‘I Have A Fiduciary Responsibility’


Hutchinson said Tuesday that 20 DHS employees have been assigned to eligibility verification, a hiring freeze on 35 positions at the agency has been lifted, staff resources have been reallocated to DHS offices with the heaviest workloads, and overtime has been authorized for the agency’s employees.


DHS spokeswoman Amy Webb said Friday the agency also has been authorized to hire temporary workers to help with the backlog, which she said the agency hopes to have eliminated by the end of the two-week moratorium on terminations. She did not know how many would be hired.


The agency also has begun sending verification notices in envelopes bearing the DHS logo and warnings that the notices are urgent, which was not done previously, she said.


Webb said the agency’s automated system matches its information about people’s income levels with the Department of Workforce Service’s information, and if the levels are more than 10 percent different, and at least one of the levels is outside of the eligibility requirements, then a notice is sent requiring verification of income within 10 days. If DWS has no information on the person, that also triggers a notice, she said.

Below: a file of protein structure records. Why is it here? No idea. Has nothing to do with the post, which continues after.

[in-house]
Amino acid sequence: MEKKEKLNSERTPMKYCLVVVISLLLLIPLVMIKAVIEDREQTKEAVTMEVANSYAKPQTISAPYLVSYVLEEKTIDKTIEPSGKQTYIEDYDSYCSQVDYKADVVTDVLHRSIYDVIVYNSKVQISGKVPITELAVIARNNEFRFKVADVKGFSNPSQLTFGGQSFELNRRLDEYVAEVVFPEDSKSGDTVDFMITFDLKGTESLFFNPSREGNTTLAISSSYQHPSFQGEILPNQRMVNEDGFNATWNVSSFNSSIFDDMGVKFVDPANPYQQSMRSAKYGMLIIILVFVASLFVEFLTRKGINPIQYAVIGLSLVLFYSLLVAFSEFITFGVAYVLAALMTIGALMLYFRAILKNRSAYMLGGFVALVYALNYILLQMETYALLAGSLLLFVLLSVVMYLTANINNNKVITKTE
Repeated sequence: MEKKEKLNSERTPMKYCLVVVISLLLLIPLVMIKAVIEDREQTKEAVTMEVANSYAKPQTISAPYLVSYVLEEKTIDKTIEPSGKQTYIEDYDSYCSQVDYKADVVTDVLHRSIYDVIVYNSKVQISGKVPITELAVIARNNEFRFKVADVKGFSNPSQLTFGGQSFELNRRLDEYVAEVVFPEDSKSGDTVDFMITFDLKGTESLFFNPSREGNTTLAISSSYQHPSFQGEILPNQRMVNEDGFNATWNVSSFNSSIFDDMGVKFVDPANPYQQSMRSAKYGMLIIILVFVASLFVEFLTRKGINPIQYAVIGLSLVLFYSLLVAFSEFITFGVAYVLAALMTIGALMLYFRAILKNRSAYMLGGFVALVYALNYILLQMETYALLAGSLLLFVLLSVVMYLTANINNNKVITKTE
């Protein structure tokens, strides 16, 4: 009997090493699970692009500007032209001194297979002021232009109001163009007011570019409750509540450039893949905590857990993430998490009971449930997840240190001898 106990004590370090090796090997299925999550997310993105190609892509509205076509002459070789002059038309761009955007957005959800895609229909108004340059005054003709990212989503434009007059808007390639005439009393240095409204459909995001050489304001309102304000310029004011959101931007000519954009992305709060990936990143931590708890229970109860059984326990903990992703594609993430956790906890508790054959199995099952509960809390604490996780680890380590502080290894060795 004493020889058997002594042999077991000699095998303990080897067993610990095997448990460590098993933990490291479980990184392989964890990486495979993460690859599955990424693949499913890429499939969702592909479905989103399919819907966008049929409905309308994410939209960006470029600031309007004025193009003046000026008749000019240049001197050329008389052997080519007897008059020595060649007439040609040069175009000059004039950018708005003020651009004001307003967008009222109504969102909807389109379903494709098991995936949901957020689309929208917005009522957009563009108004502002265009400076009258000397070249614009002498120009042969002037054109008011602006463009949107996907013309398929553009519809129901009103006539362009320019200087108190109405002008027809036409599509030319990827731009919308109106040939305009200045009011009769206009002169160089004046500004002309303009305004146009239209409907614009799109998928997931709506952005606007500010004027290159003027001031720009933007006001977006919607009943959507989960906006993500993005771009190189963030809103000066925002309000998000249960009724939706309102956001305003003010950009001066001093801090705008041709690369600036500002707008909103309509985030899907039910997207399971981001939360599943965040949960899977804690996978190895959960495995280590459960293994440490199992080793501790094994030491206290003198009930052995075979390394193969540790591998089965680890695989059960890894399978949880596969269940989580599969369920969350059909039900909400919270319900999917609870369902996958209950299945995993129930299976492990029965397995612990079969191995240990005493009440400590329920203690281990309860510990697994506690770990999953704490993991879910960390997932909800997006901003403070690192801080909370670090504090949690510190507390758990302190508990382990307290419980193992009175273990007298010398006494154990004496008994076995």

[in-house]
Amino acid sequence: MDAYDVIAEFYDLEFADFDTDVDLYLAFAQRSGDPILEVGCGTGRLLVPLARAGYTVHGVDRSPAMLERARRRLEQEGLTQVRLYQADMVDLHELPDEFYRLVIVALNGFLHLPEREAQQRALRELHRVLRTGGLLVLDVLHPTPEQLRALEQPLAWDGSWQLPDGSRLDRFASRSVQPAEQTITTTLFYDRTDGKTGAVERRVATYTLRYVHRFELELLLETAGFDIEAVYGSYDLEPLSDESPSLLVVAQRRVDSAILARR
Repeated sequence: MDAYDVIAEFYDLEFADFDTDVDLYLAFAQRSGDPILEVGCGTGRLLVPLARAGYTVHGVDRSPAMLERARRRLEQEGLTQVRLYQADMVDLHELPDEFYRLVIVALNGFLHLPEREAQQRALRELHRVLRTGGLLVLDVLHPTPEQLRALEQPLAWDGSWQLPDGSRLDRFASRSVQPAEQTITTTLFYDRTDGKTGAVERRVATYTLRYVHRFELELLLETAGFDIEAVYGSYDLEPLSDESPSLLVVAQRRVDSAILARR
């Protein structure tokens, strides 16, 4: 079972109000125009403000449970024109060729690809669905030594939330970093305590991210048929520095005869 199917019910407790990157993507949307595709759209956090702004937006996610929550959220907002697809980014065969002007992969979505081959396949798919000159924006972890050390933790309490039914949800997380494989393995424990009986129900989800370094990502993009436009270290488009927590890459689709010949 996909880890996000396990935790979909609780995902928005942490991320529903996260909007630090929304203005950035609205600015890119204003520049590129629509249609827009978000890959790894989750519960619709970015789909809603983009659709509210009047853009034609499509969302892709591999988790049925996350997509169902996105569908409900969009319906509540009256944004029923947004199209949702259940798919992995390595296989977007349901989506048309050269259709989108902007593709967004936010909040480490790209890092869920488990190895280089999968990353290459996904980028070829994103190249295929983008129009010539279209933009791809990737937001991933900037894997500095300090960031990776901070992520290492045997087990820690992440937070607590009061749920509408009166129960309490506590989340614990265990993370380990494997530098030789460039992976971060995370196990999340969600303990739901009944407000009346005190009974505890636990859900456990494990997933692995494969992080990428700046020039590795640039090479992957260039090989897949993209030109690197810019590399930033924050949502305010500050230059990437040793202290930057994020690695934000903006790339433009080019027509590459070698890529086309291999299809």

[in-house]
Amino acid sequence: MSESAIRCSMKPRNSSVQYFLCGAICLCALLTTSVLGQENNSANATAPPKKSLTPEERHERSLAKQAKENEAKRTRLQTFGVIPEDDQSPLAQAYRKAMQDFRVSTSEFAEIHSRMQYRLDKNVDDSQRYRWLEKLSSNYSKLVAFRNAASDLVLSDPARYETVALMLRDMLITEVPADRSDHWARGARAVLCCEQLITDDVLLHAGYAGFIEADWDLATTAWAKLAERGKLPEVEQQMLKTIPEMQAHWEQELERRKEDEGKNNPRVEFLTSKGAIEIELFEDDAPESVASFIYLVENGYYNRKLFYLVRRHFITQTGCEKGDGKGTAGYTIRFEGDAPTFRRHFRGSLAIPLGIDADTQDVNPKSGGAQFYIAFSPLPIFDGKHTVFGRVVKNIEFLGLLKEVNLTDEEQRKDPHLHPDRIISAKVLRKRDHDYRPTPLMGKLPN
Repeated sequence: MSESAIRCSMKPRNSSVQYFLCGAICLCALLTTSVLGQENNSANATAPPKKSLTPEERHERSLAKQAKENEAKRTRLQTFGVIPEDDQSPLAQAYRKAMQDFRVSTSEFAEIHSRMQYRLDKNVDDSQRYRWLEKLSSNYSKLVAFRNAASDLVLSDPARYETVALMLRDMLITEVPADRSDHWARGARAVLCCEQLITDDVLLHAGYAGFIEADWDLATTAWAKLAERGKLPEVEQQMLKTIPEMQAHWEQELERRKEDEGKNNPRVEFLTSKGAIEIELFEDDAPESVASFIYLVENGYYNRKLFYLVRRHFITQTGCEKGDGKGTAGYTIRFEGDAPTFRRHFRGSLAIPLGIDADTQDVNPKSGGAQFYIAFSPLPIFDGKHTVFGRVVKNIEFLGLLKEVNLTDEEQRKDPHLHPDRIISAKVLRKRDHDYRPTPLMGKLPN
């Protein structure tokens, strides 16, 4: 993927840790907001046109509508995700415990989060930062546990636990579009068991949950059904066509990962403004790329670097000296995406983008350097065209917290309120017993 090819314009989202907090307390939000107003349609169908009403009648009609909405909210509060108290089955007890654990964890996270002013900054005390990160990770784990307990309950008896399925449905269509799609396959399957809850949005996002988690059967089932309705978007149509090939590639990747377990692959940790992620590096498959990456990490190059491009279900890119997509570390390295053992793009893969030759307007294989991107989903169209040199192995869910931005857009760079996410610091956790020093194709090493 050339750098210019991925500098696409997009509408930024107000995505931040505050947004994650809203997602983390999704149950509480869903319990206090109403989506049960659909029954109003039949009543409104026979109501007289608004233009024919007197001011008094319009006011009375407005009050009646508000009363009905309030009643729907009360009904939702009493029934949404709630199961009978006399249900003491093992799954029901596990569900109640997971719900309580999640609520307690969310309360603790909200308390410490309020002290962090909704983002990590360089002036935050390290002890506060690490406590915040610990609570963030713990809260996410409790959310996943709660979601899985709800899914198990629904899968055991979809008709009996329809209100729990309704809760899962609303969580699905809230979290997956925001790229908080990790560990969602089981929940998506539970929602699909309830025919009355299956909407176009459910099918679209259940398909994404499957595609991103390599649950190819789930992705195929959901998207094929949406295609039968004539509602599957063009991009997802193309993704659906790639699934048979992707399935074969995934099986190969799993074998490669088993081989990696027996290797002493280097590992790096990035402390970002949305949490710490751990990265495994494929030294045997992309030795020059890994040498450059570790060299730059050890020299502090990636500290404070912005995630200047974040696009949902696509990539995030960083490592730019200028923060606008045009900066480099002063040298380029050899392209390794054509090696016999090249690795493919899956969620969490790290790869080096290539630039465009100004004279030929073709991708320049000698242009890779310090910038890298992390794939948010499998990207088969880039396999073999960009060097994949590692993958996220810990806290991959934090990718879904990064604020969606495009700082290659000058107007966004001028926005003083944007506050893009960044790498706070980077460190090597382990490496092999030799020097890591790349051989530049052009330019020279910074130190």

DHS has been receiving about 6,300 calls a day, Webb said. She did not know how many people have complained of erroneous terminations.


The agency has no reason to believe that any termination notices were mailed without being preceded by verification notices, she said.


Webb acknowledged that the terminations may raise health concerns for some people.


"If it’s an emergency situation, they should let the county (DHS) officer know that, and they will work as quickly as they can to address it," she said.


On Friday, the Democratic House Caucus called on Hutchinson to extend the 10-day deadline for people to respond to income verification notices. He stood by the deadline.


"As governor, I have a fiduciary responsibility to the taxpayers to be a good steward of our state and federal dollars," he said.